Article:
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Albert Duane Shaw
Albert Duane Shaw, Congressman from New York
|Member of the U.S. House of Representatives
from New York's 24th district
November 6, 1900 – February 10, 1901
|Preceded by||Charles A. Chickering|
|Succeeded by||Charles L. Knapp|
|Member of the New York State Assembly from Jefferson County's 2nd district|
January 1, 1867 – December 31, 1867
|Preceded by||Nelson D. Ferguson|
|Succeeded by||Andrew Cornwall|
December 21, 1841|
Lyme, New York, U.S.
|Died||February 10, 1901
Washington, D.C., U.S.
|Resting place||Brookside Cemetery, Watertown, New York, U.S.|
|Allegiance||United States (Union)
New York State
New York National Guard
|Years of service||1861–1866 (Army)
1867-1868 (National Guard)
Colonel (National Guard)
|Unit||35th New York Volunteer Infantry Regiment (Army)|
|Commands||36th New York Infantry Regiment (National Guard)|
|Battles/wars||American Civil War|
Albert Duane Shaw (December 21, 1841 – February 10, 1901) was an American government official and politician from New York. A Union Army veteran of the American Civil War, he was most notable for his service as Commander-in-Chief of the Grand Army of the Republic and a U.S. Representative from New York's 24th congressional district.
Shaw was born in Lyme, New York on December 21, 1841, a son of Henry Shaw and Sally Ann (Gardner) Shaw. Shaw was raised on his family's farm in Lyme, and attended the local schools. He was a student at Union Academy in Belleville and St. Lawrence University in Canton before leaving school to join the military.
Shaw enlisted in the Union Army for the American Civil War, joining Company A, 35th New York Volunteer Infantry Regiment as a private in June 1861. He was later promoted to corporal, and he served until being mustered out with the rest of his regiment in June 1863. Shaw took part in the regiment's activities in Virginia and Maryland, including; construction of Fort Tillinghast and Fort Craig (autumn 1861); guard and patrol duty in and around Falls Church, Virginia (winter 1861-1862); guard and patrol duty in and around Falmouth, Virginia (spring 1862); battles at Rappahannock Station, White Sulphur Springs, and Gainesville (summer 1862); Second Battle of Bull Run (August 1862); Chantilly (September 1862); South Mountain (September 1862); Antietam (September 1862); and Fredericksburg (December 1862). In January, 1863, the regiment was assigned to the provost guard brigade in Falmouth, and also performed guard and patrol duty along the Aquia Creek railroad. In May, the regiment left Maryland for New York so it could be mustered out.
After his discharge, Shaw was appointed a special agent of the Army provost marshal's office in Watertown, and served until the close of the war. The provost marshal's duties included keeping track of men eligible for military service, and compelling them to report if they refused to answer the call. In addition, the provost marshal kept records on paid substitutes and men who had been paid bounties to enlist, and arrested them if they failed to leave for the front lines. The provost marshal's staff also tracked down deserters from the front lines and returned them to their units or imprisoned them.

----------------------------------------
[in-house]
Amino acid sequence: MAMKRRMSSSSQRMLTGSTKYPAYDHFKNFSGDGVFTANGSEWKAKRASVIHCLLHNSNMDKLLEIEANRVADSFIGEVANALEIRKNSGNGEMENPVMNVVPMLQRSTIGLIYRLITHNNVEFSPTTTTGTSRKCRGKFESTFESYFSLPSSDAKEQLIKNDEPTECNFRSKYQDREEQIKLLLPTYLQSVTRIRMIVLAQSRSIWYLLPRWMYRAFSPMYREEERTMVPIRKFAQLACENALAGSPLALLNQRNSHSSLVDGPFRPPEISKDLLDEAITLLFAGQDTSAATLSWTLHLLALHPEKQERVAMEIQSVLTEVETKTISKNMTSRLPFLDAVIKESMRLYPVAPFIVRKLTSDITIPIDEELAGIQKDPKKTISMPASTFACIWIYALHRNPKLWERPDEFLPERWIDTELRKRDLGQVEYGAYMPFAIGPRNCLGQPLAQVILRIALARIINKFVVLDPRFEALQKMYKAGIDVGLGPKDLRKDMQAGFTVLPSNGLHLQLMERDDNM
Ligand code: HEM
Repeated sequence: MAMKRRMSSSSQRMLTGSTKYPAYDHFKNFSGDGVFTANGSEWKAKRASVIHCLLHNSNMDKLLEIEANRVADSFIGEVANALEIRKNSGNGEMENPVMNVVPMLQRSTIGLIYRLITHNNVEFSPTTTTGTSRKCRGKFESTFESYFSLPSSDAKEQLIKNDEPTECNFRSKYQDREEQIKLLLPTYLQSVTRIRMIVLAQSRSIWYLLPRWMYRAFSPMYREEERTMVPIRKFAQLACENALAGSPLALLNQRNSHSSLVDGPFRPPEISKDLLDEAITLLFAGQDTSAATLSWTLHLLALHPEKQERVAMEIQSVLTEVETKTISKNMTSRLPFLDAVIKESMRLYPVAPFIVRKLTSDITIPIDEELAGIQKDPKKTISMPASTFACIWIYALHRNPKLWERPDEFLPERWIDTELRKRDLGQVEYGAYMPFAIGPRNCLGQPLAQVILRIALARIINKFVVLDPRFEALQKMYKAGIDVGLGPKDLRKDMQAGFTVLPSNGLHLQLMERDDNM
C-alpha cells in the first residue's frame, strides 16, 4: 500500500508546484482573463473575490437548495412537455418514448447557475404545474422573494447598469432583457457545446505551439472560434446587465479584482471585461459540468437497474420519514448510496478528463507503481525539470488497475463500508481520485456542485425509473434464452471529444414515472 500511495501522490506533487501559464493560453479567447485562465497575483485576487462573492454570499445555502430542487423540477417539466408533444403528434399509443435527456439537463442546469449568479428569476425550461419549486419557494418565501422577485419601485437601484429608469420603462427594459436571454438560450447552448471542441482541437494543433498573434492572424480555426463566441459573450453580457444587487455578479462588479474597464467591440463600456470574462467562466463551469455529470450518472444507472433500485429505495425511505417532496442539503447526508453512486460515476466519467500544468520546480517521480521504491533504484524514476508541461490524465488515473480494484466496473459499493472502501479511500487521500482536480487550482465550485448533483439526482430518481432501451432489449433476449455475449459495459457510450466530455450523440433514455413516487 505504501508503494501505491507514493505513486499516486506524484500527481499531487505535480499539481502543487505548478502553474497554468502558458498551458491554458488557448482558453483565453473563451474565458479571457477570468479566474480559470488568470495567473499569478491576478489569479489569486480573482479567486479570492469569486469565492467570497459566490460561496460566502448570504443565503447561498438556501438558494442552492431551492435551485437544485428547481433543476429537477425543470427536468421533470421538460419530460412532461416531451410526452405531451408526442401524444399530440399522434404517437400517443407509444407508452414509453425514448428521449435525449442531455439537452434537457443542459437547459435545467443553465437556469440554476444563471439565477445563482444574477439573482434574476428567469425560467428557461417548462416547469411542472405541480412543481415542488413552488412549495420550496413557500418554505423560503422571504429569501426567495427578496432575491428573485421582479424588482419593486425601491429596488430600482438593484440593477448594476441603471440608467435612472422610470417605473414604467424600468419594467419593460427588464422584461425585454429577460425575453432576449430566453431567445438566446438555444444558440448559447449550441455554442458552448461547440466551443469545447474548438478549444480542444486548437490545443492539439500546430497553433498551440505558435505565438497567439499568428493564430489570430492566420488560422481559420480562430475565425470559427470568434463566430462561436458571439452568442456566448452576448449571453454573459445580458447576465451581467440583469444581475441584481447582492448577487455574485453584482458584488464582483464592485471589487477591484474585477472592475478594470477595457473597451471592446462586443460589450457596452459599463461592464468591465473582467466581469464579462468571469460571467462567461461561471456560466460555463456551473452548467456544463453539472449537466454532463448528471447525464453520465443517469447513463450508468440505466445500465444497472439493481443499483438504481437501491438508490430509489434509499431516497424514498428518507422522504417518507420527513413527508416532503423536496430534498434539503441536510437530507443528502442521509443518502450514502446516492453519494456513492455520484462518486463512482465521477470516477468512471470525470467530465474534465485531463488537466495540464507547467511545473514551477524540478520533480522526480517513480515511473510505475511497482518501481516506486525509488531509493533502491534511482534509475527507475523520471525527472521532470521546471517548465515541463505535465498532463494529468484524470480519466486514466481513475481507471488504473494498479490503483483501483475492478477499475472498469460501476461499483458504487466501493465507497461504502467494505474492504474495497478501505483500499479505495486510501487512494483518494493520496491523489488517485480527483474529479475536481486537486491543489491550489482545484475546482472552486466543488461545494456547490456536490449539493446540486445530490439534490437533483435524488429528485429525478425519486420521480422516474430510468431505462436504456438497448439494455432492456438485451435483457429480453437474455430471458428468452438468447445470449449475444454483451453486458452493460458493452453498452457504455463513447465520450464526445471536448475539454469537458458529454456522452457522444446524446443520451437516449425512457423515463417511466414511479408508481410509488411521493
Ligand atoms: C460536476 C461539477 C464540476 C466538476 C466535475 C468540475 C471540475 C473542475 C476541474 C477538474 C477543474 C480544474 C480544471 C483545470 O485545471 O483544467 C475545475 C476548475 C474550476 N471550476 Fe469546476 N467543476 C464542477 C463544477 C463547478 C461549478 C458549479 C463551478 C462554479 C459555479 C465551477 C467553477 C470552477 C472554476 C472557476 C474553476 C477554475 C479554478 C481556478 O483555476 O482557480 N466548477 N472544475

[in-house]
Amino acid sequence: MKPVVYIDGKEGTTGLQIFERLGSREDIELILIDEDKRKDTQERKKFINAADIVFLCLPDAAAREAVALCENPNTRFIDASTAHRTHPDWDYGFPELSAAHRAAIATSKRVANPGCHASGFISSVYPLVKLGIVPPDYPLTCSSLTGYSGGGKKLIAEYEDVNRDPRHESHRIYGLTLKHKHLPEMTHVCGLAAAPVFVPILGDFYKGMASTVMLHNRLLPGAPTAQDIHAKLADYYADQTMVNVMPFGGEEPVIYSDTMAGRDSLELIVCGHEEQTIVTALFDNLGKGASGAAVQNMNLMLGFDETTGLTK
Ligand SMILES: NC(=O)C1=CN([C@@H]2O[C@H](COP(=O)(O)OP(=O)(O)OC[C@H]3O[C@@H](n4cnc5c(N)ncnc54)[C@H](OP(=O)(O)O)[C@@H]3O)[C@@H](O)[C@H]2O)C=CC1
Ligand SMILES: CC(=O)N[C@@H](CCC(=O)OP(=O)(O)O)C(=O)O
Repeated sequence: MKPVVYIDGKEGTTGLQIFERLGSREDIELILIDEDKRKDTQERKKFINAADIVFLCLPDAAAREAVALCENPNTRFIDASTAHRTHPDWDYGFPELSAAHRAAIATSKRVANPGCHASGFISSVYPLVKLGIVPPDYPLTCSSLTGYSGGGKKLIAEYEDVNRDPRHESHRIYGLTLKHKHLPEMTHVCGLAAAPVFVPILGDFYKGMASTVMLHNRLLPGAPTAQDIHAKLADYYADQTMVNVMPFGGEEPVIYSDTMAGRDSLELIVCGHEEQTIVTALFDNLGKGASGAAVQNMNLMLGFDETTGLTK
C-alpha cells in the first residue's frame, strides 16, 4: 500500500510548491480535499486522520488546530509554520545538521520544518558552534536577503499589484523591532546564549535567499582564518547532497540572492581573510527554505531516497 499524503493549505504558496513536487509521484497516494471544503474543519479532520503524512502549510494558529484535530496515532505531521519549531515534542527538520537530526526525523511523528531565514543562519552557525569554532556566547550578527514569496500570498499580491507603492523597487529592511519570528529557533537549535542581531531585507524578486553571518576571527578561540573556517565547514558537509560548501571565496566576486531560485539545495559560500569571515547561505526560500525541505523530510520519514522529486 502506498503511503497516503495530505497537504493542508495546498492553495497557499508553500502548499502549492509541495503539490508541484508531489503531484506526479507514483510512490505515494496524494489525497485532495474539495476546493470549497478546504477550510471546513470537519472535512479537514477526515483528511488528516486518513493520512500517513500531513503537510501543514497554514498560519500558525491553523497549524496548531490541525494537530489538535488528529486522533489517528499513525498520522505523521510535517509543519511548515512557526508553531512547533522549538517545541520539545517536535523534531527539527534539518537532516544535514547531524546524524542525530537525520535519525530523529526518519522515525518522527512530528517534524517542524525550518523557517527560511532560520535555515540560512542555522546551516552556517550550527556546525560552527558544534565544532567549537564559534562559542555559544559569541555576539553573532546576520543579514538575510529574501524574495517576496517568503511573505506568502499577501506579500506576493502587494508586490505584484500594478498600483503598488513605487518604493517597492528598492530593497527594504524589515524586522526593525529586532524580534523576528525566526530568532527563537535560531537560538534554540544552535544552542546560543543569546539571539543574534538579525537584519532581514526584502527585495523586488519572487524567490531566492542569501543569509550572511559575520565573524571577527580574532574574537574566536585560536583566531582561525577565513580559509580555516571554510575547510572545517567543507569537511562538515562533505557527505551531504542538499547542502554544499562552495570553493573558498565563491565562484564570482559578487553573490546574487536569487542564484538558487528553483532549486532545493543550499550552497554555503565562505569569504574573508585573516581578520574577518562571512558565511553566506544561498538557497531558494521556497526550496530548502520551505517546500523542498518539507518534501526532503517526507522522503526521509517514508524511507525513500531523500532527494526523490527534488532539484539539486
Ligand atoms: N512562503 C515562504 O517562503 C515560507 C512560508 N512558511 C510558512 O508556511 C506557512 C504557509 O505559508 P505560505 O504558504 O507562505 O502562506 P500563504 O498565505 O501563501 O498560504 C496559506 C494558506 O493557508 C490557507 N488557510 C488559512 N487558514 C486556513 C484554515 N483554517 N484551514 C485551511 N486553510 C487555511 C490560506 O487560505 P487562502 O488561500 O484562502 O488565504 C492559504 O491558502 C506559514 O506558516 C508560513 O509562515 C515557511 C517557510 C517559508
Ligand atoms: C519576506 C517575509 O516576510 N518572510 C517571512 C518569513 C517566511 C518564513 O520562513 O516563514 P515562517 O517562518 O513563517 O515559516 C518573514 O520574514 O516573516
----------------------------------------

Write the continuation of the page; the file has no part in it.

After the war, Shaw was commissioned as a colonel and assigned as commander of the New York National Guard's 36th Infantry Regiment. He served until resigning in 1868 to accept a US consul's appointment.
Start of career
Shaw returned to St. Lawrence University after the Civil War, but left before completing his degree. In 1866, he was a successful Republican candidate for the New York State Assembly from the 2nd District of Jefferson County, and he served in the 90th New York State Legislature (1867).
In 1868, Shaw was appointed as United States consul in Toronto, Canada. He served until 1878, and Hamilton Fish, Secretary of State, commended Shaw's written reports as the best in the consular service. In 1878, Shaw was appointed as consul in Manchester, England, and he served until 1885, when the newly-elected administration of Grover Cleveland replaced him with a Democratic appointee.
After leaving Manchester, Shaw resided in Watertown, and was a sought after speaker for holidays, the dedications of Civil War memorials, and Republican political campaigns. He was also active in Watertown's civic life, including service as president of its Young Men's Christian Association (YMCA) and chamber of commerce.
Shaw was long active in the Grand Army of the Republic, and was elected department commander for New York in 1897. In 1899 he was elected commander-in-chief of the GAR's national organization, and he served until 1900.
In 1900, Shaw was elected as a Republican to fill the vacancy in the 56th Congress that was caused by the death of Charles A. Chickering. He was reelected to the 57th Congress, but died before the term began on March 4, 1901. Shaw's brief Congressional service spanned from November 6, 1900 until his death.
Death and burial
Shaw died in Washington, D.C. on February 10, 1901. News accounts indicated that he returned to his room at the Riggs House hotel after attending a banquet in honor of Leo Rassieur, his successor as GAR commander-in-chief. He was found dead the next morning, and the physician summoned to his room found the cause to be apoplexy (a stroke). He was interred at Brookside Cemetery in Watertown, New York.
In 1872, Shaw married Mary Sherwood Keith of Chicago. They were the parents of three children - Henry L. Keith Shaw, Mabel Keith Shaw, and Minnie Scott Shaw.
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